So much has happened in just one month, it’s kind of hard to believe. But as I just said, it’s been a month since The Pure World Comes came out and I couldn’t be more pleased that people are reading the book. And not just reading it, they’re enjoying it!

So, for those of you who are unaware (though I would be surprised if any of you are unaware, the way I talk about it), The Pure World Comes is a new Gothic horror novel that I released on May 10th. It’s set in the Victorian period and is about a maid who goes to work for a mad scientist. Imagine if Frankenstein and Crimson Peak had a baby together. Here’s the full back cover blurb:

Shirley Dobbins wants nothing more than to live a quiet life and become a head housekeeper at a prestigious house. So when she is invited to come work for the mysterious baronet Sir Joseph Hunting at his estate, she thinks it is the chance of a lifetime. However, from the moment she arrives things are not what they seem. As she becomes wrapped up in more of the baronet’s radical science, she realizes something dark and otherworldly is loose within the estate. And if left unchecked, it’ll claim the lives of all she holds dear.

Sounds cool, right? And it’s been selling steadily over the past month, which has made me happy. Not Stephen King numbers, but enough that I’m hopeful that it’ll continue to do well.

And the reviews! Wow, people seem to like this book. Here’s what people are saying about it:

The Pure World Comes by Rami Ungar
The story started with a slow build which
quickly turned into a page turner for me.
It has a bit of a Frankenstein feel to it.
It was a little out there but I really enjoyed

Annette Johnson, Amazon

I really like Gothic stories, so I was excited to read this, and it didn’t disappoint.

I liked the protagonist very much. Shirley had many qualities that, for me, make a strong protagonist. She struck me as being a character who didn’t rely on others for approval, and while she seemed a sensitive character in many ways, I felt that she was self-contained. She was not overly emotional, and it seemed that she had a realistic view of the world around her. I liked that.

The story itself was very gripping, and there were even some moments that caused me to gasp in surprise while I was reading. However, this was something that encouraged me to keep reading.

Something else that I enjoyed about this was that it wasn’t too long or drawn out. It was a satisfying read, and intriguing read, but short enough to read in one sitting, if desired. The kind of thing that I might choose if I wanted a short book to read on the evening before my book club meeting. I have some friends who are keen on this type of story too, so I may recommend this book to them.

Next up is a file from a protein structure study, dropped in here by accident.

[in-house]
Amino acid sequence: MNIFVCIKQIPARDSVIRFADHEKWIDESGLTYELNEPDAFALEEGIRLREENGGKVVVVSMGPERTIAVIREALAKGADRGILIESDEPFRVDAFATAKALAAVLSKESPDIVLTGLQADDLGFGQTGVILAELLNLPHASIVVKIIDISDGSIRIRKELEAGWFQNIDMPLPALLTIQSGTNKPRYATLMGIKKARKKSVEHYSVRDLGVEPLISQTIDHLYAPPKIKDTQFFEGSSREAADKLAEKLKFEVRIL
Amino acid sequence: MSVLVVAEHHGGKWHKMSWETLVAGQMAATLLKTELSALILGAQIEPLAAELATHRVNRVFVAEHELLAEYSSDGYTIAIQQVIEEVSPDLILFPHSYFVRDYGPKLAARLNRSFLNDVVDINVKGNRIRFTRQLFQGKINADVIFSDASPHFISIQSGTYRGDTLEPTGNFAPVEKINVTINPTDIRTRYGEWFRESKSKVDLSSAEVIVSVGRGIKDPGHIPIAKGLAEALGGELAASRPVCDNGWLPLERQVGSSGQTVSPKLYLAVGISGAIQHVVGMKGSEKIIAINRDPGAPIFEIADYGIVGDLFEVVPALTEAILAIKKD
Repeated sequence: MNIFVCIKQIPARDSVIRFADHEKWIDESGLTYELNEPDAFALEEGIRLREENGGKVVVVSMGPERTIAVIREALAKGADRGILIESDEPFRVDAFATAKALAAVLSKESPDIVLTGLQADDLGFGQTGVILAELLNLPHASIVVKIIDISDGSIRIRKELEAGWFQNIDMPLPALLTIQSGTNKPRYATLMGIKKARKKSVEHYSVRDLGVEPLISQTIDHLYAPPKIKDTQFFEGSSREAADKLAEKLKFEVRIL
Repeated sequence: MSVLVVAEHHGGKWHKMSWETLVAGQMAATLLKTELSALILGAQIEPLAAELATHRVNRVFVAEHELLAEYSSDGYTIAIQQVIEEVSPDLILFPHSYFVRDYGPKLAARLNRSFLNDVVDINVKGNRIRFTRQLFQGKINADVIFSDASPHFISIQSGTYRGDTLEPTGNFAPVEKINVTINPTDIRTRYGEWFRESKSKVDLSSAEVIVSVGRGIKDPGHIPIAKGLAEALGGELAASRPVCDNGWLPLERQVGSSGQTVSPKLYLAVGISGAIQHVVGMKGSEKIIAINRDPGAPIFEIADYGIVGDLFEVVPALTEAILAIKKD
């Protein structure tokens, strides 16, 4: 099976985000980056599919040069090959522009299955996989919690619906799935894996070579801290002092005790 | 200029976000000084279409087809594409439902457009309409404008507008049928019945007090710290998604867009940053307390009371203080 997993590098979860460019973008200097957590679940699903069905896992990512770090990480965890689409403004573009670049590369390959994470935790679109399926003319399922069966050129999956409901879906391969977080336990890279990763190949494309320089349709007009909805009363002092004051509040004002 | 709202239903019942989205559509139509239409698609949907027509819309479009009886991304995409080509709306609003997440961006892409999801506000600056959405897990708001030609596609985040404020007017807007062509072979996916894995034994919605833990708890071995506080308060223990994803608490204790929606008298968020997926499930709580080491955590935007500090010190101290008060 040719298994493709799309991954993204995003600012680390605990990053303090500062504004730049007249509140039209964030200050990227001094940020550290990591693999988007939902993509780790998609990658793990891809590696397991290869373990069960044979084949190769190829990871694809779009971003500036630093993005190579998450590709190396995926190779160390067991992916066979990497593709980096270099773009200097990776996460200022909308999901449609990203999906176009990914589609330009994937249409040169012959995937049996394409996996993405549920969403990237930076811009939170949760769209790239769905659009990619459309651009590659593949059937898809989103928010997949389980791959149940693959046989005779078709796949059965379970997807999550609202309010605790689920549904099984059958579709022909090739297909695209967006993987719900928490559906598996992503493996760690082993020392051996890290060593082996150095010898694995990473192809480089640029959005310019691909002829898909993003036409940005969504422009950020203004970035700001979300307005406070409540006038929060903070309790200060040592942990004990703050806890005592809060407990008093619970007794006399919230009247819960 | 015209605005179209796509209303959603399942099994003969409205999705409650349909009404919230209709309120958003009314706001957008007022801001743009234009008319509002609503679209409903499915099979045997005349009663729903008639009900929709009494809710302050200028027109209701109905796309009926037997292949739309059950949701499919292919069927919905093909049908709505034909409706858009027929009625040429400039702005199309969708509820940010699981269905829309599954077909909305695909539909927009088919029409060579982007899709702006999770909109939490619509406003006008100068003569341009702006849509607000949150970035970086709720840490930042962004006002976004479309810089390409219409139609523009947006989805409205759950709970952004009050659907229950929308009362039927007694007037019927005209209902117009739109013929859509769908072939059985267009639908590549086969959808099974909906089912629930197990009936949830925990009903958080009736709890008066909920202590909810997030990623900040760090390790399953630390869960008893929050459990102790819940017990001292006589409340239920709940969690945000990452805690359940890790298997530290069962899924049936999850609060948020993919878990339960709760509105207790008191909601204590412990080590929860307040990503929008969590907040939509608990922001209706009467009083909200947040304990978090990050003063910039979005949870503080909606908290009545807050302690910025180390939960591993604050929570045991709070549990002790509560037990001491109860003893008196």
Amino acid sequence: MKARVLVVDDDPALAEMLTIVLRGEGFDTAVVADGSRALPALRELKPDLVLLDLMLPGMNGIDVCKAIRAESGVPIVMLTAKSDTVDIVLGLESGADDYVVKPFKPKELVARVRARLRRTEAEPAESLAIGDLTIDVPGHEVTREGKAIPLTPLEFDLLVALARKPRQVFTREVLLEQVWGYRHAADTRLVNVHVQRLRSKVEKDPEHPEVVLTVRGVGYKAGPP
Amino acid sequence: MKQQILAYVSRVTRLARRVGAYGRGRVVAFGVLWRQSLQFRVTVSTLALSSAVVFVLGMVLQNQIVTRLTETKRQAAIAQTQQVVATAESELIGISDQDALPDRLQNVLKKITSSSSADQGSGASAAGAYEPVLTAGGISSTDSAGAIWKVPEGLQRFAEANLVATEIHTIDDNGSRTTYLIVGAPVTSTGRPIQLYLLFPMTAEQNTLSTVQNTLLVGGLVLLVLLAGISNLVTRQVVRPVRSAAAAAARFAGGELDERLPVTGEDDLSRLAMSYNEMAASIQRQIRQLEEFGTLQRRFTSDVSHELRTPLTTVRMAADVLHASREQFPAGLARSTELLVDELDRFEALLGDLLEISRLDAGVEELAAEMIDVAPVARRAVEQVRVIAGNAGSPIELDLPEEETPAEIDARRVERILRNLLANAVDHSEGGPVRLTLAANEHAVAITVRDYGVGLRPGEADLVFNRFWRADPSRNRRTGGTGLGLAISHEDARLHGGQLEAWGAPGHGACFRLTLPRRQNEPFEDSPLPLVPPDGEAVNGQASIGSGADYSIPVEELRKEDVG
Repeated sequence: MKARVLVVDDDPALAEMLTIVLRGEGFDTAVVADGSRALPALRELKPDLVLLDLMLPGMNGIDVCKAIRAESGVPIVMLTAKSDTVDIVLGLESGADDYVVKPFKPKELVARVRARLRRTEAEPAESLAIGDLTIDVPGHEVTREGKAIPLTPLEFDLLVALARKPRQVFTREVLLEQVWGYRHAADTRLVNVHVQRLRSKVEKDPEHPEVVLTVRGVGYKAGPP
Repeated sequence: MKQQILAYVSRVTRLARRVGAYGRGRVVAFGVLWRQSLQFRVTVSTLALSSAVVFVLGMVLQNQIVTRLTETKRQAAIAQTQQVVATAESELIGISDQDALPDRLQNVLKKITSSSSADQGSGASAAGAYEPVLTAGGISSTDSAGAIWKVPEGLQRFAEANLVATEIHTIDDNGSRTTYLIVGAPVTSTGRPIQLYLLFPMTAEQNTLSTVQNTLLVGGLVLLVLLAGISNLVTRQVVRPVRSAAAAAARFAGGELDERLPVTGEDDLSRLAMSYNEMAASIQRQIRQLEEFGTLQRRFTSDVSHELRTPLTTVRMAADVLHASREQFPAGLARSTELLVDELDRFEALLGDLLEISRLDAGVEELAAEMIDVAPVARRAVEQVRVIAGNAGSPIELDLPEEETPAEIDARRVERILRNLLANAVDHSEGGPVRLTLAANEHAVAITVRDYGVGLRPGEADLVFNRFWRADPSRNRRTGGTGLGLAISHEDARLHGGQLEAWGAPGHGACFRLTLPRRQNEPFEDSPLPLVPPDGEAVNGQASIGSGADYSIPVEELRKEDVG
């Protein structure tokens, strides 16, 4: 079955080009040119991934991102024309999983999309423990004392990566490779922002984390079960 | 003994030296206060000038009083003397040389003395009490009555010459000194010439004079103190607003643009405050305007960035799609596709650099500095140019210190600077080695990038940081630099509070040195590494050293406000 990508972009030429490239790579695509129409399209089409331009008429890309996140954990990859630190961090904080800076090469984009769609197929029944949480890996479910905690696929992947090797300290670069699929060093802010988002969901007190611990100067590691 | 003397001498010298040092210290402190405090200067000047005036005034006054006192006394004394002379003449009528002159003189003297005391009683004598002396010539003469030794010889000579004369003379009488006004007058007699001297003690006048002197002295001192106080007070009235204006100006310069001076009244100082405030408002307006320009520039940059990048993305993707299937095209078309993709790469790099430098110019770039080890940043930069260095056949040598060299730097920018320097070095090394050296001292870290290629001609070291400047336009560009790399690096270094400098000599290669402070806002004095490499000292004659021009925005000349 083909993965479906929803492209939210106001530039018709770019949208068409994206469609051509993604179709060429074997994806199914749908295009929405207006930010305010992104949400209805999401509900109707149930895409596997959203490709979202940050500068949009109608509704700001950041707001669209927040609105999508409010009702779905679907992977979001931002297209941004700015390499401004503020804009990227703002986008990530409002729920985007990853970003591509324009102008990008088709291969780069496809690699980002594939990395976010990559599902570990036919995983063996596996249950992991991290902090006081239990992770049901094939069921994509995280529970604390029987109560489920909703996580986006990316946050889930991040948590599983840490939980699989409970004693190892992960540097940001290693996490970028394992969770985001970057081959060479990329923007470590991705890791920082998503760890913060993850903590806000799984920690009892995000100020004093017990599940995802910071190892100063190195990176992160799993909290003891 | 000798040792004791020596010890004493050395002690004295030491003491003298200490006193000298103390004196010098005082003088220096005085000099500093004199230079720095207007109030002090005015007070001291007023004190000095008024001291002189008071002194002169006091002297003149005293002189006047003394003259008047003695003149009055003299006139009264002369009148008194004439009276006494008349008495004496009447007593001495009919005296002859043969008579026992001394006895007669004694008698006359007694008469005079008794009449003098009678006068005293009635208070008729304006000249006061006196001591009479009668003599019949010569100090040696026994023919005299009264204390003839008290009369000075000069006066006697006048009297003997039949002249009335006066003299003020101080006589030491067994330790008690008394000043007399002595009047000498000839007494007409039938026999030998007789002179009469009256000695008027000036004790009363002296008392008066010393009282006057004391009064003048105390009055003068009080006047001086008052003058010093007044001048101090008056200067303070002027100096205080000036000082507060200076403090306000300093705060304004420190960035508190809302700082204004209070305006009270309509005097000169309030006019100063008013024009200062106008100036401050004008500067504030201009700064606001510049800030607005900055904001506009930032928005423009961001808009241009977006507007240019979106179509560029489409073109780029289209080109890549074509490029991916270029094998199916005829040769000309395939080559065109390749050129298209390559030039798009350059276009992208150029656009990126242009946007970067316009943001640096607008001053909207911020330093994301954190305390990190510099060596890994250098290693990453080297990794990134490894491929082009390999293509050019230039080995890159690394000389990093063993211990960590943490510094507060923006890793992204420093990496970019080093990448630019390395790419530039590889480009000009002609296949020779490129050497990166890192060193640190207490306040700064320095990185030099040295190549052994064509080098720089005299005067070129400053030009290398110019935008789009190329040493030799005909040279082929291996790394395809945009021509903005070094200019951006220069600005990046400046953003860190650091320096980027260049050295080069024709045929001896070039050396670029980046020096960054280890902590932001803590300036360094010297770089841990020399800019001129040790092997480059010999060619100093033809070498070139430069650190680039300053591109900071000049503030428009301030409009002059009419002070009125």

Kelly Marie Purdy, Goodreads

I enjoyed this book immensely. It was clear that the author has undertaken thorough research into the Victorian era as well as reading many novels from the period. I don’t know if it was a coincidence or a nod to Victorian classics, but I liked that Nellie shares her name with the housekeeper & narrator from ‘Wuthering Heights’, and when Shirley muses on suitable names for her white kitten, the author name checks Dinah, the cat of the eponymous heroine in ‘Alice in Wonderland’.

The pace of the book was perfect too. Everything was recounted at the right speed and with enough detail to keep me on the edge of my seat. The author successfully frightened me whilst I read this alone, late at night! I will also never dally in the bathroom ever again!

Nicola Mitchell, Goodreads

I like that that last reviewer picked up on those references. Truth be told, though, I put a lot of references in the book, including to the Overlord novels, Once Upon a Time, and even Doctor Who. Good luck spotting them all if you read the book.

Speaking of which, if you’re curious and want to read the book, I’ll leave the links, including to Goodreads, down below. Right now it’s available in paperback and ebook, with an audio book is currently in pre-production (details will be released when the audio book is on its way to being released). And I hope you want to check it out, because I’m really proud of the book. It’s a love letter to the Victorian era of history, which I love, as well as to the Gothic and horror stories from that age.

Not to mention, as the reviews above show, it’s quite scary. Especially that bathroom scene!

And if you do read TPWC, I hope you’ll leave a review somewhere. Not only does the feedback of readers help me improve as a writer, but it tells other likeminded readers whether or not to try out the book. And the more reviews, the more likely they are to check out a book in the first place. And if more people check out the book…well, you get the idea.

Anyway, that’s all for now, my Followers of Fear. I’m off to bury myself six feet deep in scary stories. Until next time, good night, don’t take medical advice from Victorian doctors, and pleasant nightmares.

The Pure World Comes: Amazon, Barnes & Noble, Apple Books, Kobo, Goodreads

  1. Yay! Love these reviews and I’m so happy it’s selling well. I’m not surprised, of course. 😈

  2. Happy one-month bookiversary to The Pure World Comes! It’s a fun read!

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